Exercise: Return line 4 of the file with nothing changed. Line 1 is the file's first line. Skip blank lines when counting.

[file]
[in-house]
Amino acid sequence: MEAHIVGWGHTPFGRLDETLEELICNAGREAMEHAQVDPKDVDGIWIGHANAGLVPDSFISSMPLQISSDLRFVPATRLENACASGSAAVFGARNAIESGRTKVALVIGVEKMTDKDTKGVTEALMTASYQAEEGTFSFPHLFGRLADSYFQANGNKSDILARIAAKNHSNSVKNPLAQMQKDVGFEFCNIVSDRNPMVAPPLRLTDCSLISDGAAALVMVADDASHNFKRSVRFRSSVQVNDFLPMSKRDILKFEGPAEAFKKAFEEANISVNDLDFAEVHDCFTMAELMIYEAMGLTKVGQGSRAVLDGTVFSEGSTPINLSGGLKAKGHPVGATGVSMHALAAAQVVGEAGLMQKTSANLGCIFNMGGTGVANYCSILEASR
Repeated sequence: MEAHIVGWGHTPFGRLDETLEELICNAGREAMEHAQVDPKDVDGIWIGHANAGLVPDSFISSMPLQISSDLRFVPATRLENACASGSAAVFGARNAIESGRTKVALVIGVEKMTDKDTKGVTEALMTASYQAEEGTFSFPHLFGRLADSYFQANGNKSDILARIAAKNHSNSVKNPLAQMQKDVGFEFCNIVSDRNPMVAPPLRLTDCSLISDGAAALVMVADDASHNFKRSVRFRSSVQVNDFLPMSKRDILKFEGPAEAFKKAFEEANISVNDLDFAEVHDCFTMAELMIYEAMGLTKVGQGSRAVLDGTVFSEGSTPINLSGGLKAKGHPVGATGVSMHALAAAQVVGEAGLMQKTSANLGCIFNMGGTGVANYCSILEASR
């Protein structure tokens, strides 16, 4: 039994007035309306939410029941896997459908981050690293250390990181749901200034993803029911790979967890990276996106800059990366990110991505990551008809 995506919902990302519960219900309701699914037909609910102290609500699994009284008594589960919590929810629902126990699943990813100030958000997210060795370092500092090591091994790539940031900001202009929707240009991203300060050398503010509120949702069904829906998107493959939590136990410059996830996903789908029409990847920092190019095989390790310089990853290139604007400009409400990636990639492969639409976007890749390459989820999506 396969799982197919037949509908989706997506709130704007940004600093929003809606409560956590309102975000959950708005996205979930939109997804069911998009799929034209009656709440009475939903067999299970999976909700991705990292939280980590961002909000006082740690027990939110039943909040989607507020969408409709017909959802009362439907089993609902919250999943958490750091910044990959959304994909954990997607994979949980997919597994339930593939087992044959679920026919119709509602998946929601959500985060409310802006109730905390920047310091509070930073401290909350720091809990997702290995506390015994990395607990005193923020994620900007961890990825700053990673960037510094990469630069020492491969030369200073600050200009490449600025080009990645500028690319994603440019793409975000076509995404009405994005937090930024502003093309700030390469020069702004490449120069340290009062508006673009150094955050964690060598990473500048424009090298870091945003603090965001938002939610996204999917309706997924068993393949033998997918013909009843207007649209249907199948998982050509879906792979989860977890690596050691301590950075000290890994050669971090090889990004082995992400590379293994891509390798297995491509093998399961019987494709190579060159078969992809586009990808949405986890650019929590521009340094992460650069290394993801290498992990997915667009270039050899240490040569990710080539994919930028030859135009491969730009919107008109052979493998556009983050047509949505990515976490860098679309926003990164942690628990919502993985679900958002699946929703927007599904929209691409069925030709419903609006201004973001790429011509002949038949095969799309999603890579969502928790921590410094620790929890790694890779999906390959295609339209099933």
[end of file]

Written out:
């Protein structure tokens, strides 16, 4: 039994007035309306939410029941896997459908981050690293250390990181749901200034993803029911790979967890990276996106800059990366990110991505990551008809 995506919902990302519960219900309701699914037909609910102290609500699994009284008594589960919590929810629902126990699943990813100030958000997210060795370092500092090591091994790539940031900001202009929707240009991203300060050398503010509120949702069904829906998107493959939590136990410059996830996903789908029409990847920092190019095989390790310089990853290139604007400009409400990636990639492969639409976007890749390459989820999506 396969799982197919037949509908989706997506709130704007940004600093929003809606409560956590309102975000959950708005996205979930939109997804069911998009799929034209009656709440009475939903067999299970999976909700991705990292939280980590961002909000006082740690027990939110039943909040989607507020969408409709017909959802009362439907089993609902919250999943958490750091910044990959959304994909954990997607994979949980997919597994339930593939087992044959679920026919119709509602998946929601959500985060409310802006109730905390920047310091509070930073401290909350720091809990997702290995506390015994990395607990005193923020994620900007961890990825700053990673960037510094990469630069020492491969030369200073600050200009490449600025080009990645500028690319994603440019793409975000076509995404009405994005937090930024502003093309700030390469020069702004490449120069340290009062508006673009150094955050964690060598990473500048424009090298870091945003603090965001938002939610996204999917309706997924068993393949033998997918013909009843207007649209249907199948998982050509879906792979989860977890690596050691301590950075000290890994050669971090090889990004082995992400590379293994891509390798297995491509093998399961019987494709190579060159078969992809586009990808949405986890650019929590521009340094992460650069290394993801290498992990997915667009270039050899240490040569990710080539994919930028030859135009491969730009919107008109052979493998556009983050047509949505990515976490860098679309926003990164942690628990919502993985679900958002699946929703927007599904929209691409069925030709419903609006201004973001790429011509002949038949095969799309999603890579969502928790921590410094620790929890790694890779999906390959295609339209099933």